It goes without saying that Malaysia is one of the incredibly diverse countries, with a lot of different languages, religions, and values. People from the different ethnicities in the country have for long maintained their old cultural values and spirits. As a result, the Malaysian community has retained a richly diverse culture of values, lifestyle, and beliefs.
According to Goh (2005), the Malaysian youth have been nurtured by certain beliefs and practices that have been passed down from their guardians, parents and the grandparent's generations. With the coming of the internet and the education in the country, it has made it easier for the youths to access the values and spirits of becoming a good Malaysian citizen. This has greatly expanded their minds. Goh (2005) adds that this is one of the chief reasons as to why the younger generations are much further in some cultural aspects than, the older folks.
The government has been following the 2050 National Transformation dialogue sessions where the youths in the country have been playing a pivotal role. Around 1.5 million young youths from all corners of the countries have been involved in the sessions. From all these sessions, the youths raised various concerns which include; human trafficking, the countries health, the holistic education system as well as the creation of a civic-minded community. This clearly shows how the spirit of being an excellent Malaysian especially amongst the younger generation in Malaysian well established.
Although it is safe to say that the Malaysian youth are bright, innovative, and creative and possess a high degree of general knowledge, the lack of practice of Malaysian values and the spirit of being a good Malaysian is evident in many ways. I agree with it that there are challenges in the implementation of the values among the Malaysian youth.
In this essay, am going to discuss the challenges and give suggestions on how to implement the values among Malaysian youths. I will achieve this by supporting my discussion with evidence drawn from the various literature in regards to this topic of interest.
Challenge 1: Presence of Different Migrated Diversities
Admittedly, currently, the Malaysian broader population is composed of many different communities of people with foreign ancestry who majorly reside in the cities. Some of these populations include; the Europeans, Filipinos, Nepalese as well as the Indonesians. This makes up the small population. The larger population is made up of the Chinese-Malaysians. According to Wilson (2014), the Han Chinese make up to 22.6 % of the total Malaysian people, and the Indian-Malaysian make up to 6.7 % of the total population. Wilson (2014) adds that the majority of these groups are comprised of the descendants of the laborers who migrated to Malaysia. This was in the late 19th and early 20th centuries, specifically in the period of British colonial rule. Currently, these populations are well established and have had third or even fourth generations which are all rooted in the country.
Both the ease and the frequency by which the various foreign populations in Malaysia interact with the local people have led to a change in values, especially in the youth. Currently, the Malaysian people are no longer confined to the older values and beliefs but can choose their desired values from a wide range of values from the different identities. The youths have currently adopted new clothes, new lifestyle as well as the new ways of speaking of any group of their choice.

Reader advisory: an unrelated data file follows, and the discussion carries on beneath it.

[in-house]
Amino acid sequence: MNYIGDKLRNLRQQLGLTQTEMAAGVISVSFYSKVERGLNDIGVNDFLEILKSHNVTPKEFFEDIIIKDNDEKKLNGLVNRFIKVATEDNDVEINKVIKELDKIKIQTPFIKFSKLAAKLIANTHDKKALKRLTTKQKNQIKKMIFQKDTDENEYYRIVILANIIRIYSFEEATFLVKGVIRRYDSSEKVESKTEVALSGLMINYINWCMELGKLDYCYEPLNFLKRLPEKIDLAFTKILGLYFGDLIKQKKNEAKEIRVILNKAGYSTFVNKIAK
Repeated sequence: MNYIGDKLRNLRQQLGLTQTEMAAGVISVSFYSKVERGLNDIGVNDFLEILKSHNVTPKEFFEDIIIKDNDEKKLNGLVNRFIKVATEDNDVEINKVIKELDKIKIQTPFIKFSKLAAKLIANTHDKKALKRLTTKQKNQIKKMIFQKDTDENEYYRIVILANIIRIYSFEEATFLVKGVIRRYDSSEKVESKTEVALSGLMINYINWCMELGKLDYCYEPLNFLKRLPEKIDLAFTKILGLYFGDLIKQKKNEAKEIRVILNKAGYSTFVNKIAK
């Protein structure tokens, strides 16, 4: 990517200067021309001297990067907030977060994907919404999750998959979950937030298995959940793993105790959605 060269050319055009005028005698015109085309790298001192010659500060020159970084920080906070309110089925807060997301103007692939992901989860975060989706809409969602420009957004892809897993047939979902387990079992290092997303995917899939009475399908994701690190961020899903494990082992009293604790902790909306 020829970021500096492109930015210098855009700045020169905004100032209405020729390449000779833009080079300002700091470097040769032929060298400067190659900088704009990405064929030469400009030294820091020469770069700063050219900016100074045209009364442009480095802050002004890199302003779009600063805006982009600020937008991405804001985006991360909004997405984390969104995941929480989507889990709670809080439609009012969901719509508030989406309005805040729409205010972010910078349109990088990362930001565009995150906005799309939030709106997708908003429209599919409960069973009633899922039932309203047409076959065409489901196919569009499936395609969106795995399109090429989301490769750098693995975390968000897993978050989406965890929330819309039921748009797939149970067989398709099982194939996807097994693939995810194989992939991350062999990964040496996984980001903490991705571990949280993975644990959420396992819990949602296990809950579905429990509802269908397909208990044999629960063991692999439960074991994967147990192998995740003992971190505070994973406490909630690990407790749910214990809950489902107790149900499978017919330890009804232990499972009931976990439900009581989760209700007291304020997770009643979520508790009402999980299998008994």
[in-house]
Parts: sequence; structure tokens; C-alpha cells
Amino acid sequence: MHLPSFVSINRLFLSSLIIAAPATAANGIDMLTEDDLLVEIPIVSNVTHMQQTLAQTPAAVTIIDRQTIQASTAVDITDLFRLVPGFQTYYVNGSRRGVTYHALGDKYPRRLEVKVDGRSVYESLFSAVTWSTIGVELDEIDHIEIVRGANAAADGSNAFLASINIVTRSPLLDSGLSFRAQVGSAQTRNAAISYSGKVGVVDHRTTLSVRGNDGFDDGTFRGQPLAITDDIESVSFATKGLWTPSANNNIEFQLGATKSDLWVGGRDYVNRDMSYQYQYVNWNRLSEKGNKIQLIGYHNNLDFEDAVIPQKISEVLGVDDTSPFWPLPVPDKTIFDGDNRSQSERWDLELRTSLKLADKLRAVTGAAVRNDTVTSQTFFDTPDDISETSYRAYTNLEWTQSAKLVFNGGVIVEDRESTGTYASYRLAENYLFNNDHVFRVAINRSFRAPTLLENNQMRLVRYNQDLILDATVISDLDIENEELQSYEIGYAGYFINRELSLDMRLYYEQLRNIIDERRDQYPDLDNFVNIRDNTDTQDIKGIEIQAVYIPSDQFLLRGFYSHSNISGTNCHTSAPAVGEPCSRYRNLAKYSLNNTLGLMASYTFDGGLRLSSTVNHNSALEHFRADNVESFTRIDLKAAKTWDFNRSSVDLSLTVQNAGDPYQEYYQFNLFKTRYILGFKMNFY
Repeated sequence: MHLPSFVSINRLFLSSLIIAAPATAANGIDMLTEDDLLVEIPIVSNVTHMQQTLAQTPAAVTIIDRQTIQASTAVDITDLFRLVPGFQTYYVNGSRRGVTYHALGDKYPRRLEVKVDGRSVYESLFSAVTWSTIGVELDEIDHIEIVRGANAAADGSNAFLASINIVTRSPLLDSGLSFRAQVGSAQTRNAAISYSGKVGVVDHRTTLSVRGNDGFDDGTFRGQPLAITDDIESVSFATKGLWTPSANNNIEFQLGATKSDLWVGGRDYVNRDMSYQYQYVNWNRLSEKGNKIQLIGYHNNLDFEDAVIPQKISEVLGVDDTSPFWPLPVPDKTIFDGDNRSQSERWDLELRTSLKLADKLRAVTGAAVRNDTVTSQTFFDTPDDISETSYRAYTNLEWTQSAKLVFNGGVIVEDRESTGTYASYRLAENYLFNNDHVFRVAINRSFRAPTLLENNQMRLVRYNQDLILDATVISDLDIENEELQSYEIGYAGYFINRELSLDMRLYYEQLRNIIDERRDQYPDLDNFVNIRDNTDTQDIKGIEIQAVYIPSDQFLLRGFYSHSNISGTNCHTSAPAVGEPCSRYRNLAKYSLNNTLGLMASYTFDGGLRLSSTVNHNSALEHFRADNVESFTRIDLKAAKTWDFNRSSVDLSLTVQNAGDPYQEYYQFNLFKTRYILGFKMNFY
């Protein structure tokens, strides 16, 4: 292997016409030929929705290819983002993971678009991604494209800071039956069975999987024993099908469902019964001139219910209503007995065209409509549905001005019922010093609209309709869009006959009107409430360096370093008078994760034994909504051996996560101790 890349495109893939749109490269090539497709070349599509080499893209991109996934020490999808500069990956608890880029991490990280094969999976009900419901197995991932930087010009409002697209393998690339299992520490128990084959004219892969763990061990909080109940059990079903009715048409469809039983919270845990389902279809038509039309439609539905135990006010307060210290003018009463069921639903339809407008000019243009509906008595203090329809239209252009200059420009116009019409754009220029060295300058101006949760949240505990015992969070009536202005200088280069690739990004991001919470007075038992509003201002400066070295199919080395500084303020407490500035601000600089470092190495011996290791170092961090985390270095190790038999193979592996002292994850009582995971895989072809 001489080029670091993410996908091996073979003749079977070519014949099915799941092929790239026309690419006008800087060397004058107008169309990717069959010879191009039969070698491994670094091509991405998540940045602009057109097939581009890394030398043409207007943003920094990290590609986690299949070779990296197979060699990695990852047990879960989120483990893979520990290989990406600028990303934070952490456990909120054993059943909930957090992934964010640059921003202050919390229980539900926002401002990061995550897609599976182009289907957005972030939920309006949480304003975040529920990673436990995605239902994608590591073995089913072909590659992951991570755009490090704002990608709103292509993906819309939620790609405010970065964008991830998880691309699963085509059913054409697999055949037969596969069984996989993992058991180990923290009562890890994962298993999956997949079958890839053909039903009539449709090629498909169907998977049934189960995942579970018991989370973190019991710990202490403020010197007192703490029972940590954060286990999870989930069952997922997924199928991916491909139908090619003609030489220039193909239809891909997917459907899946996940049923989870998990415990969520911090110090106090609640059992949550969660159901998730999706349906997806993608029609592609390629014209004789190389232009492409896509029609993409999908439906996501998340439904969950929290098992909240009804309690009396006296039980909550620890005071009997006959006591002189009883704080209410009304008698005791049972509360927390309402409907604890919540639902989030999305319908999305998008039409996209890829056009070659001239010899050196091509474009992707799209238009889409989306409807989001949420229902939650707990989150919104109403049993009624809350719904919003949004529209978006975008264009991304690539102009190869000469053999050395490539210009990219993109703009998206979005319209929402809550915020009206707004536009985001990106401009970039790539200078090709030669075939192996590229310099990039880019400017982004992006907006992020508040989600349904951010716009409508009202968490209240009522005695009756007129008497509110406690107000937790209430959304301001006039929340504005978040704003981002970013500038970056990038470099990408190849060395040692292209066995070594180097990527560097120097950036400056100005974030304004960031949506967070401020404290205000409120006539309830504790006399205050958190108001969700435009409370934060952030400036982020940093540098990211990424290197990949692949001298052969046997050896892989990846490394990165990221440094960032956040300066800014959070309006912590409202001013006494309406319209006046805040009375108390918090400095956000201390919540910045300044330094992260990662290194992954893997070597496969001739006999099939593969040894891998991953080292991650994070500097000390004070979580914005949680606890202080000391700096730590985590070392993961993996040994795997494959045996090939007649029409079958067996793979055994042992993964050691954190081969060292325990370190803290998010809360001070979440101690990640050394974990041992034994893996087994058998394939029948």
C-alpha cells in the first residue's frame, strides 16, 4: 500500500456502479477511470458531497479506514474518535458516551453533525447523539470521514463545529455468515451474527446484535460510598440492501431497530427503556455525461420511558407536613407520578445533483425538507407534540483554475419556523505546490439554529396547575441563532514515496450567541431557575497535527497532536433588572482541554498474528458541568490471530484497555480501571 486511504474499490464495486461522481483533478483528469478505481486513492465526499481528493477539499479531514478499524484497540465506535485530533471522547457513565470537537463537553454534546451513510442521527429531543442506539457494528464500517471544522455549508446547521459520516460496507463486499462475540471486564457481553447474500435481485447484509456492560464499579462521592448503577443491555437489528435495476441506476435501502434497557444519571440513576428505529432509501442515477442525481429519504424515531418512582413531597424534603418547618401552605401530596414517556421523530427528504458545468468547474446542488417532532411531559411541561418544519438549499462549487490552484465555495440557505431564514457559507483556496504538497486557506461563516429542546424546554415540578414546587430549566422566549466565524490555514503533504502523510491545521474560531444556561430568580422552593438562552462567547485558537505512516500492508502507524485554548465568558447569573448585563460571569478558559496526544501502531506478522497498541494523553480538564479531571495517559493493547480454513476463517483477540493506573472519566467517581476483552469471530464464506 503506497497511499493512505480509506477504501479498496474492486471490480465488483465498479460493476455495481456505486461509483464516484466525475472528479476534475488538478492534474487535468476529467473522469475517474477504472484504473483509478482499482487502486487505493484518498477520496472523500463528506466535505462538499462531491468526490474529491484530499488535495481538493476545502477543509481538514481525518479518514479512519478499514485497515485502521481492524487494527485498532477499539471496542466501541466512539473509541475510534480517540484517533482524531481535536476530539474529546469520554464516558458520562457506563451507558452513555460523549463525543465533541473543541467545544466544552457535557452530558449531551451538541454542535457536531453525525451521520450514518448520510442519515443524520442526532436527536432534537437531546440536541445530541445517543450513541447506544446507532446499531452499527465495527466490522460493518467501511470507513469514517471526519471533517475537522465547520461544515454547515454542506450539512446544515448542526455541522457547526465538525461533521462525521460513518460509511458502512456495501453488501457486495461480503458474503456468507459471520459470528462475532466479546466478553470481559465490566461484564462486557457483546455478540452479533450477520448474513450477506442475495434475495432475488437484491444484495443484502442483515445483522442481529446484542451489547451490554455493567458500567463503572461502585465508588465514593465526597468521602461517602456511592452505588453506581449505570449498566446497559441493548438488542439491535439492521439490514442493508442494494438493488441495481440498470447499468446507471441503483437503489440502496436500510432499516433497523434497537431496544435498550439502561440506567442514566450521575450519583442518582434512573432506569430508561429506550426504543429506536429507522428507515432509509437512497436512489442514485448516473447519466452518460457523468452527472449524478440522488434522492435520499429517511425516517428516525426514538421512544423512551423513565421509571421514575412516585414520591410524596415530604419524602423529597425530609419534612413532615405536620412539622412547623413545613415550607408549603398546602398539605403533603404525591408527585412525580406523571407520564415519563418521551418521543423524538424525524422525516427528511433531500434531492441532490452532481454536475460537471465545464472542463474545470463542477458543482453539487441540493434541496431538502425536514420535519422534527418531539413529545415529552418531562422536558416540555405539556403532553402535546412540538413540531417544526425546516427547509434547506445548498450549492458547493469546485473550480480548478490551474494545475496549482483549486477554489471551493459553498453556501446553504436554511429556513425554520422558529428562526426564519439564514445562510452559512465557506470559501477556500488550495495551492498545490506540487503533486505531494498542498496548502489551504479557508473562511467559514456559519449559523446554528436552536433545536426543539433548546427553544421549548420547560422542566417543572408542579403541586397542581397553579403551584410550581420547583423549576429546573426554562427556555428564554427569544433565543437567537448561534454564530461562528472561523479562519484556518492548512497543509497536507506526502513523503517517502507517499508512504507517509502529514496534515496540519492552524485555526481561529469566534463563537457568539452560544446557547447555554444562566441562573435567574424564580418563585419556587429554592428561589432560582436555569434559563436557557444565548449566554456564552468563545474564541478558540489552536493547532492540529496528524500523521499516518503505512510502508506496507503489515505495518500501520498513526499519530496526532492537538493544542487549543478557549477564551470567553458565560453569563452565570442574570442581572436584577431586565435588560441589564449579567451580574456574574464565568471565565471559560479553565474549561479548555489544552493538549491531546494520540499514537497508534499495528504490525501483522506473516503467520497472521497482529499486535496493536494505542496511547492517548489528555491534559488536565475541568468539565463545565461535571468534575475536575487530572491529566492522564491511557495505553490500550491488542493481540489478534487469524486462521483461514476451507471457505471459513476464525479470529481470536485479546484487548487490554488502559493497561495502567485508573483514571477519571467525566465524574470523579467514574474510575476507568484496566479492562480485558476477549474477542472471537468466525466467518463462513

The adherence to the unadulterated cultural traits, beliefs, and values of the Malaysian society is not the same in the different places. According to Kennedy (2005), there is a plague of the erosion of the values and beliefs especially in the urban sectors where the majority of the foreign population reside. Kennedy (2005) notices that the Malaysian values are in a small percentage internalized in rural areas.
The Malaysian youth population has lost the folk songs, the folk dances, respect as well as virginity in regards to urbanization which has brought up by the emerging and diverse foreign communities. Kennedy (2005) points out that education is the only tool that could continuously and consistently reshape the Malaysian youth values.
Challenge 2: Social Hierarchies in the Malaysian Population
Generally, the Malaysian population displays a strong acceptance of the social hierarchies. The community members are often more comfortable when they can distinguish another person's status relative to them. This enables individuals to fine-tune their behaviors accordingly for them to gain much respect from other people in the community. Education is one of the tools that are used to establish the individual status in Malaysia.
The proficiency in the English language and the overseas education has for long enhanced social standing and prestige. Wealth has also recently become a factor in the exhibiting individual social status. For instance, the youths with vehicles are said to belong to a different social class status from those who lack the vehicles. The Malaysian society has become more cosmopolitan and materialistic.
Other factors that determine the level of respect of an individual in the society include aspects such as the age. For instance, the Malaysian community holds to it that the elders are filled with great wisdom, and this gives them a commanding tone in the society. As a result, many people tend to spend a lot of their time with this older generation and thus gaining a lot of attention on the broader community. The Malaysian society has always called for respect for the older population, for instance when talking to them.
Today, Malaysians come across a wide variety of people in different social classes. The youths in the different social-cultural levels have abandoned the country values. For instance, the more educated youths, who have studied in outside country, do not hold the country values as they feel they belong to different social classes.